In the almost
is the historic and reportedly very haunted
Goldfield Hotel. The town
Goldfield was born when gold was
discovered in 1902 and within just a few short years, it became the
largest city in
as millions of dollars in ore were extracted from area mines. Like
other cities, whose only reason for being was its mining industry, when
the ore played out, so did the town. In addition to its numerous
saloons, the city once boasted three newspapers, five banks, a mining
stock exchange, and a population of nearly 35,000.
However, just eight
Goldfield was founded, the
volume of ore began to decrease and many of its residents began to move on
to more prosperous claims.
Hotel today, April, 2005, Kathy Weiser.
|By 1920, the gold was almost
gone and the town was reduced to just about 1,500 people. Three
years later, a devastating fire wiped out 27 blocks of homes and
businesses. Today, this once thriving city supports a population
of less than 500, but still provides a number of views of its
prosperous past, with its centerpiece being the
In 1908, the
Goldfield Hotel, designed by
Architect George E. Holesworth, opened amidst an array of fanfare.
Built on the former site of the Nevada Hotel, which had burned down in
a fire in 1905, the hotel was first owned by J. Franklin Douglas and
several other investors.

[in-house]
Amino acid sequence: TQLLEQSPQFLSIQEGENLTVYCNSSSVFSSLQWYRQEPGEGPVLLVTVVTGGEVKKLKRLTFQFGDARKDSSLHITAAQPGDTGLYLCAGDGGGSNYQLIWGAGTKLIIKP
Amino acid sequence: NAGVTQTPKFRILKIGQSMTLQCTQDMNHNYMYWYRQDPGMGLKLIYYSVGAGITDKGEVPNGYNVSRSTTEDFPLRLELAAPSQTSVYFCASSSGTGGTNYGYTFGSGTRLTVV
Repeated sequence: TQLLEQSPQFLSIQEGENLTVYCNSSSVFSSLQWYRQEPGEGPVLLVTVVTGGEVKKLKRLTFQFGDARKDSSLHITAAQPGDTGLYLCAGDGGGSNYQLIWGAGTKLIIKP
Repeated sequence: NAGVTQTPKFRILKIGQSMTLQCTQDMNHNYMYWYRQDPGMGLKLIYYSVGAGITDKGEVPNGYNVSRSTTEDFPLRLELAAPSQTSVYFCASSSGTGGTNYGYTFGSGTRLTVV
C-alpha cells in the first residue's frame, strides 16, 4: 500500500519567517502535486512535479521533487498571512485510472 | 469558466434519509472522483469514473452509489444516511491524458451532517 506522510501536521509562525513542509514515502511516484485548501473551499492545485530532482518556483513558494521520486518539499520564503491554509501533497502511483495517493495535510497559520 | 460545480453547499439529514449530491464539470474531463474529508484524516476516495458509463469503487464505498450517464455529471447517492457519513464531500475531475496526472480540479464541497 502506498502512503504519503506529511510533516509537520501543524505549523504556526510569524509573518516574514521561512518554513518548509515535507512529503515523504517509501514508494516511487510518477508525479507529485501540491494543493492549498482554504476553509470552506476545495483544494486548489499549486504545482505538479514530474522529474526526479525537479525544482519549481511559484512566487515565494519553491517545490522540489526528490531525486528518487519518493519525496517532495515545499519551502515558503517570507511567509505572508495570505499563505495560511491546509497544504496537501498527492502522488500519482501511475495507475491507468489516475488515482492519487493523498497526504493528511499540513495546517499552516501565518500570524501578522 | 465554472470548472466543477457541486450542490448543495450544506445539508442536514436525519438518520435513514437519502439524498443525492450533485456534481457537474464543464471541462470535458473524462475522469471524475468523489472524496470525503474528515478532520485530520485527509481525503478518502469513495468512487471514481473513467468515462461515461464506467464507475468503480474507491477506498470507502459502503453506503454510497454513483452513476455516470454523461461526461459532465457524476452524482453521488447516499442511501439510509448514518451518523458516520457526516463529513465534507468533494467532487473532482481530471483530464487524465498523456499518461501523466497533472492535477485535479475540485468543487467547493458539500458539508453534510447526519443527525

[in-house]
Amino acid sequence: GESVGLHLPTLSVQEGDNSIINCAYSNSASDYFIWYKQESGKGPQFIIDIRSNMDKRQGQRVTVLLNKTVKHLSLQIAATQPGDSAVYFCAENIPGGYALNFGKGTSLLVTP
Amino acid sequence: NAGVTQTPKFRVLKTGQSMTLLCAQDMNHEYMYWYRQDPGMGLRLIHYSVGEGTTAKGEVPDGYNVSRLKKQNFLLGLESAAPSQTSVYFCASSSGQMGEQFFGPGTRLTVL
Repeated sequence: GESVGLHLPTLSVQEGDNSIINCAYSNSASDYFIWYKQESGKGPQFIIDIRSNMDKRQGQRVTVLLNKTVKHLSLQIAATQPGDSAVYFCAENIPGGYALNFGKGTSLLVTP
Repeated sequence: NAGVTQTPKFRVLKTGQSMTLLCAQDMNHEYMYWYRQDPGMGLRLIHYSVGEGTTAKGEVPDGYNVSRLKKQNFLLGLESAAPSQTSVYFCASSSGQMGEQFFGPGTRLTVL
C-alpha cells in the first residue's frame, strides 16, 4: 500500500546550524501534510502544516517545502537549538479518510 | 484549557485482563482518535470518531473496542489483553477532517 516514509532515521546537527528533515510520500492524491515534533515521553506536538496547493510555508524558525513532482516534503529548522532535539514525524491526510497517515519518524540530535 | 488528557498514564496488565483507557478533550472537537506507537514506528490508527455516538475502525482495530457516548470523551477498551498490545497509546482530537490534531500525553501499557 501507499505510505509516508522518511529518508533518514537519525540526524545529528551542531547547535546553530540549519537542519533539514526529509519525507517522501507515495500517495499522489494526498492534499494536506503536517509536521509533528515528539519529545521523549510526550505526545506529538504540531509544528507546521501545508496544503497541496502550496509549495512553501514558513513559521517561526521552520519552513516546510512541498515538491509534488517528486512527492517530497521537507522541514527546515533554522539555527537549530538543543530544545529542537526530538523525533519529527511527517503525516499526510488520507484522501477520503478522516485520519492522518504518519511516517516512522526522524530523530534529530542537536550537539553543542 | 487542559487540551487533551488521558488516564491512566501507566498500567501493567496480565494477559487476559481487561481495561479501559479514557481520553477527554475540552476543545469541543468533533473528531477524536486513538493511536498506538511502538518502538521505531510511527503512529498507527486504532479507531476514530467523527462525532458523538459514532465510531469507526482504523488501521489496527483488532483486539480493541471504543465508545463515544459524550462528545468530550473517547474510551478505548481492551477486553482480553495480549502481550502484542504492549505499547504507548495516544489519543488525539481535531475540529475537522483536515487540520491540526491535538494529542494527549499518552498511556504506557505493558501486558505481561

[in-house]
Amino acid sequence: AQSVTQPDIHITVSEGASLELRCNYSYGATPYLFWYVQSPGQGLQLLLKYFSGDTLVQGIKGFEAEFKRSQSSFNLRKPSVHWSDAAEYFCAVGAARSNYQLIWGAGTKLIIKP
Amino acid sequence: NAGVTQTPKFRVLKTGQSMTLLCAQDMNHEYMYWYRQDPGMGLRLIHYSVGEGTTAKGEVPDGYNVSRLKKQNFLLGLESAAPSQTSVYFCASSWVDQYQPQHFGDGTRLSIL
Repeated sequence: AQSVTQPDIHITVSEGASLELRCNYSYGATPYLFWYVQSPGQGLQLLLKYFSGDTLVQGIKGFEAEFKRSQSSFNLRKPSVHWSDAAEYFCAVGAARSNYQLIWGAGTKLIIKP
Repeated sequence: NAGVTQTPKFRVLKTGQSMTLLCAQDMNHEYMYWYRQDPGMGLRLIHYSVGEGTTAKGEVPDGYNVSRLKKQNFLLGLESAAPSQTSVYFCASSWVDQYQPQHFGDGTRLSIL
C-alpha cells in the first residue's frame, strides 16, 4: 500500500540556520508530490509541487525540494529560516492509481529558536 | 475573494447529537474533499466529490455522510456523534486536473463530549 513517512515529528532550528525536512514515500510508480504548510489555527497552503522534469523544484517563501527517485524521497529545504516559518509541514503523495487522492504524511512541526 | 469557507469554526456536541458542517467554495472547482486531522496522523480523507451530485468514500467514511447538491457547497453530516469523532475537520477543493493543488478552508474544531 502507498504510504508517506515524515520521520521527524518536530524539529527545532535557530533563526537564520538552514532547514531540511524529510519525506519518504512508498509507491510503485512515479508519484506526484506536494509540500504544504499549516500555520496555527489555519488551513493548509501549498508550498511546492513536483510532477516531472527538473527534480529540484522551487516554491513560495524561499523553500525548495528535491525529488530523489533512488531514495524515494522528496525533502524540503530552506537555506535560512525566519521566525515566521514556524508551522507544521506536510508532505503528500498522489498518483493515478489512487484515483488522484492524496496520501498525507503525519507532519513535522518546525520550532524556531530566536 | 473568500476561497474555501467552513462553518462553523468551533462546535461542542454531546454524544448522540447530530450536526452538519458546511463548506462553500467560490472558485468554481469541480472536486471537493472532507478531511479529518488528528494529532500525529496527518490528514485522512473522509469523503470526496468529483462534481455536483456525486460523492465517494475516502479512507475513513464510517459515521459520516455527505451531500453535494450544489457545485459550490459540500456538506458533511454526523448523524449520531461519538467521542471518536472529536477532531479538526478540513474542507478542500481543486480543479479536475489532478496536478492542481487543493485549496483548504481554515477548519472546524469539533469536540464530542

The four story building of stone and brick cost over
$300,000 to build and included 154 rooms with telephones, electric
lights and heated steam. The lobby was paneled with mahogany and
furnished in black leather upholstery, beneath gold-leaf ceilings and
crystal chandeliers. The hotel imported chefs from Europe and boasted
one of the first Otis elevators west of the Mississippi River.
Considered to be the most luxurious hotel between
Chicago and San Francisco, it
appealed to society’s upper crust, making
it an immediate success.
However, shortly after the hotel was
built, it was sold to mining magnet, George Wingfield, primary owner of the
Goldfield Consolidated Mines Company, and hotel entrepreneur,
Casey McDannell, who created a new hotel corporation called Bonanza
Hotel Company. After paying $200,000 cash and stock valued at around
$250,000 for the hotel, the Goldfield property was merged with
existing hotels owned by McDannell into the new Bonanza Hotel Company.
Though George Wingfield owned a majority interest in the Bonanza Hotel
Company, his principle partner, Casey McDannell, managed and
operated the hotel.
As owner of the
Goldfield Consolidated Mines
Company, Wingfield was a multi-millionaire by the age of 30 and became
a political powerhouse in the State of
Nevada. After making his fortune in the gold fields, he went on to own a chain
of banks, numerous ranches, and several Reno hotels, in addition to
his interest in the
Goldfield Hotel and the Bonanza
Hotel Company. Active
in political party circles in the 1920's, he became the reputed boss
of both the Democratic and Republican parties. George Wingfield's power was legendary in his own time, and was publicly
demonstrated when the collapse of his twelve banks in 1932 almost led
to the economic ruin of the state.
1923, the Goldfield Hotel was sold to Newton Crumley, another hotel
entrepreneur who owned the Commericial Hotel in Elko, Nevada. Crumley, who
evidently also aspired to make to profit from the gold in the area, dug
two mine shafts beneath the hotel in 1925. However, both resulted in